Much-tipped Luke Benson was equally patchy, getting off to a strong start with his material about his 6ft 7in height making him an actual giant, his Geordie lilt giving the whimsical material a helping hand. But when he spoke about being a genuine victim of harassment – a premise full of promise – things got less assured. It would take a comic genius to make anything from the tortured starting point ‘better to be stalked by a cabbie than cabbed by a stalker’, and Benson couldn’t come good.
Finally John Kearns, with the sort of weird, room-splitting lunacy that’s certain to get talked about, even if bewilderment is the result, rather than laughs. His twisted duet with a stuffed robin, and aggressively shambolic attack on Paul McCartney’s Jet were much more funny peculiar than funny ha-ha. A throwback to the days of alternative cabaret, this is certainly a change from the parade of affable twentysomethings observing things; even if the oddness hasn’t yet got the sense of purpose – however misplaced – that will really make the set zing. Still, his unwavering commitment to the absurd cannot be doubted in such a forceful performance.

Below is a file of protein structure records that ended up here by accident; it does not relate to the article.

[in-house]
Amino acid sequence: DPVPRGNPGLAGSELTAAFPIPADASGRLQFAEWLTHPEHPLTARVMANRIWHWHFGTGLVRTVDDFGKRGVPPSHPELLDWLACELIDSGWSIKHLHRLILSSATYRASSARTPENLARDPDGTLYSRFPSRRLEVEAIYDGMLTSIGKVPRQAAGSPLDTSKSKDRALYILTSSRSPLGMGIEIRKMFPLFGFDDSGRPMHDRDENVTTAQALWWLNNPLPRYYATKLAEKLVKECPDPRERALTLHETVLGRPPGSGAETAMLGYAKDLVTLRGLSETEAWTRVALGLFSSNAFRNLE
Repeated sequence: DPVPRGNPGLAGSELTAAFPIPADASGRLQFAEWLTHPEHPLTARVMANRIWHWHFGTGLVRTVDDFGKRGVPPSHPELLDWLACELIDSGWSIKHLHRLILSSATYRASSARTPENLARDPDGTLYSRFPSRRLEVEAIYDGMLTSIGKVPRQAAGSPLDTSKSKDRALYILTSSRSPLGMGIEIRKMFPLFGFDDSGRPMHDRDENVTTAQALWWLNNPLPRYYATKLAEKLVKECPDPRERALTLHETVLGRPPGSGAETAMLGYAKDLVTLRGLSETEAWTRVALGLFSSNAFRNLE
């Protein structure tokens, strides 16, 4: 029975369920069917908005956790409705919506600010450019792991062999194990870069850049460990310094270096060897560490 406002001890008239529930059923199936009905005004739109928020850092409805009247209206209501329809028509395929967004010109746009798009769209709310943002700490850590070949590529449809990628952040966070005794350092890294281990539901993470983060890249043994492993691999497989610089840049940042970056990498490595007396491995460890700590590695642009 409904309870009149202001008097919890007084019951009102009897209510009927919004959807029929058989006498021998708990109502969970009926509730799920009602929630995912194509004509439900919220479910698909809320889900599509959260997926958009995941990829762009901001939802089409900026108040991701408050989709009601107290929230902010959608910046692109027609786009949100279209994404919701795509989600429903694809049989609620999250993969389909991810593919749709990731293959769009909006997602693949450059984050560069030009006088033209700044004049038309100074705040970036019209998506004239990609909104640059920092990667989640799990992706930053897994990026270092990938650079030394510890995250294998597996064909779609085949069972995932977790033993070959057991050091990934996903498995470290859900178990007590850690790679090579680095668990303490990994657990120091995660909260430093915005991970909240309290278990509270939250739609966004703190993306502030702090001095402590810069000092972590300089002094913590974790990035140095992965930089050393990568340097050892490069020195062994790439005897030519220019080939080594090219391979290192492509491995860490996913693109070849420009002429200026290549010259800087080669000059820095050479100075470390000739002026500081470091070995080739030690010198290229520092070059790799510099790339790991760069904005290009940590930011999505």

The second half of the show was on much firmer footing. It opened with Vikki Stone, who once starred in a Yakult advert with Arthur Smith, even though they had never met before tonight. She played the chip-eating protagonist; Smith her turbulent stomach – an odd situation that powered their banter.
She opened her set proper with the low-aiming routine about condoms and the song about her psychotic Phillip Schofield obsession which we didn’t rate at the Leicester preview last week – although the showmanship carries the day. Infinitely more inventive is her love song as expressed through the music of Jurassic Park composer John Williams, which had some of the crowd swaying joyfully.